The 3-Ingredient Recipe I Always Make When I'm Sick

All you need are pantry staples and a pot.

<p>Simply Recipes / Erika Kwee</p>

Simply Recipes / Erika Kwee

Whenever I came down with a bad cold or flu as a child, I remember my mom making a pot of the most comforting sick food: jook, also known as congee or rice porridge. She would usually start the congee or rice porridge in the morning (as soon as my sickness made an appearance).

Sometimes it was flavored with a ham bone, sometimes with leftover chicken stock. It would simmer on the stove until the rice dissolved into the water and thickened into a creamy, soupy consistency.

This is a quicker and easier version of the classic sick-day recipe that my mom learned from her mom. My mom has memories of her mom sometimes simmering the jook on the lowest possible heat overnight. Most people I know seem to have slightly different methods of making jook, but it always feels like the perfect thing for when you’re sick—warm, comforting, and easy to digest.

Even if you’re not sick, it’s such an easy, versatile meal for cold days.

<p>Simply Recipes / Erika Kwee</p>

Simply Recipes / Erika Kwee

The Easiest 3-Ingredient Jook Recipe

For the simplest, most spartan version that’s ideal as simple fuel for when you’re sick, all you’ll need is:

Rinse the rice three times under running water, drain, then combine the rice and 5 cups of water in a saucepan. Bring to a boil, then lower to a simmer. Put the lid on slightly ajar and cook at a simmer over very low heat for about an hour to an hour and a half, or until thickened and creamy.

You can reduce the water to 4 cups for a thicker consistency or increase the water to 6 cups for a thinner, more watery consistency. It’s always best to err on the side of less water because you can always add more later to thin it out.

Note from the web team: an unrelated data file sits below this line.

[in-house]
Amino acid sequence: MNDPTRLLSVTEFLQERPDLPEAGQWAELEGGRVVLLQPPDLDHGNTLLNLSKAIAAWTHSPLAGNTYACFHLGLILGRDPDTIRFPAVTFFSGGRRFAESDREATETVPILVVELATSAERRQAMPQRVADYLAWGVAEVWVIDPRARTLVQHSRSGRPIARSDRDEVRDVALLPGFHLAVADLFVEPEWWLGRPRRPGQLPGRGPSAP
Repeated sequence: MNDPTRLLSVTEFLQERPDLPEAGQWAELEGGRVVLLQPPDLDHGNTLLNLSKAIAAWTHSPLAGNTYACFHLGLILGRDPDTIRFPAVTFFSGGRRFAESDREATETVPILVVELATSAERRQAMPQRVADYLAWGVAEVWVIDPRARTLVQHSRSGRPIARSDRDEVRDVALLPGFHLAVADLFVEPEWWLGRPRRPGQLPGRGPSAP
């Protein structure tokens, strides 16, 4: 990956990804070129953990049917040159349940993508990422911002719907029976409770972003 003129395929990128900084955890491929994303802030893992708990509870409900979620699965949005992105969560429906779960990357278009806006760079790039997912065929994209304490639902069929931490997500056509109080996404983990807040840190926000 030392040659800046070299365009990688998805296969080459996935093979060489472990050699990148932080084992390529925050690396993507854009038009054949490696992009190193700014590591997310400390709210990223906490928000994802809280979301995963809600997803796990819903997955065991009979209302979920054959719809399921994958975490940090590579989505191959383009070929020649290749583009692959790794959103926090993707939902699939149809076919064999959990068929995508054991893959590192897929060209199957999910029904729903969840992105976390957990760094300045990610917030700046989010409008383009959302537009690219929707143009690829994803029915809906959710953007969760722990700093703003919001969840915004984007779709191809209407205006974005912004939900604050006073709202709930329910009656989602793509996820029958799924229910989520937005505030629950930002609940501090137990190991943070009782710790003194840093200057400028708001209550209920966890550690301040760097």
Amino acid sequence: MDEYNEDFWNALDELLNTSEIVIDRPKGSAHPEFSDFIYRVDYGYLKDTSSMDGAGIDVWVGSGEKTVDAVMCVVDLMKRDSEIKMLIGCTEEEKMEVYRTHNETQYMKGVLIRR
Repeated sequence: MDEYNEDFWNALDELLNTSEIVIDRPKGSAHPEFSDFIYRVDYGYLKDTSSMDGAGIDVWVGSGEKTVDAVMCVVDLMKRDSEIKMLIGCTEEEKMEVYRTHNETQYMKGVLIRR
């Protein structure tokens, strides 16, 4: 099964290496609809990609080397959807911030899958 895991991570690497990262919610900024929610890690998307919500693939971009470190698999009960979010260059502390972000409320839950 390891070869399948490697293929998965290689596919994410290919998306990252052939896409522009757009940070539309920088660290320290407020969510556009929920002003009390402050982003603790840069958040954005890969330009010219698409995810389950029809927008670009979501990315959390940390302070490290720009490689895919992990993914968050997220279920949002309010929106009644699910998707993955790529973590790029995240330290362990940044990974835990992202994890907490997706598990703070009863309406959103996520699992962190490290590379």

On a sick day, my mom would usually keep a pot of jook on the stovetop all day long to reheat when necessary. You can store jook for up to two days in the fridge, reheating in the microwave or on the stove. Add more water as needed to thin it out.

If you have more energy to jazz up this very simple jook, you can:

  • Use good store-bought or homemade vegetable or chicken stock instead of water

  • Stir in a spoonful of red or white miso paste at the end for more flavor

  • Add a ham bone along with the rice and water or stock to simmer (my mom’s suggestion for the most flavorful jook). A turkey carcass also works! Chicken bones are not recommended as they’re difficult to disentangle and strain out of the jook. The easier route is to make chicken stock ahead of time.

<p>Simply Recipes / Erika Kwee</p>

Simply Recipes / Erika Kwee

Toppings for Jook

When I’m sick, I usually prefer plain jook with my classic topping: soy sauce. However, it’s a really versatile base that can be topped with a number of items, including:

  • Soft-boiled eggs

  • Cubes of soft or fried tofu

  • Chili oil or chili crisp

  • Sesame oil

  • Scallions

  • Furikake

  • Sesame seeds

  • Roasted peanuts

  • Fried onions and/or garlic

  • Youtiao (plain fried dough sticks, my grandpa’s favorite)

<p>Simply Recipes / Erika Kwee</p>

Simply Recipes / Erika Kwee

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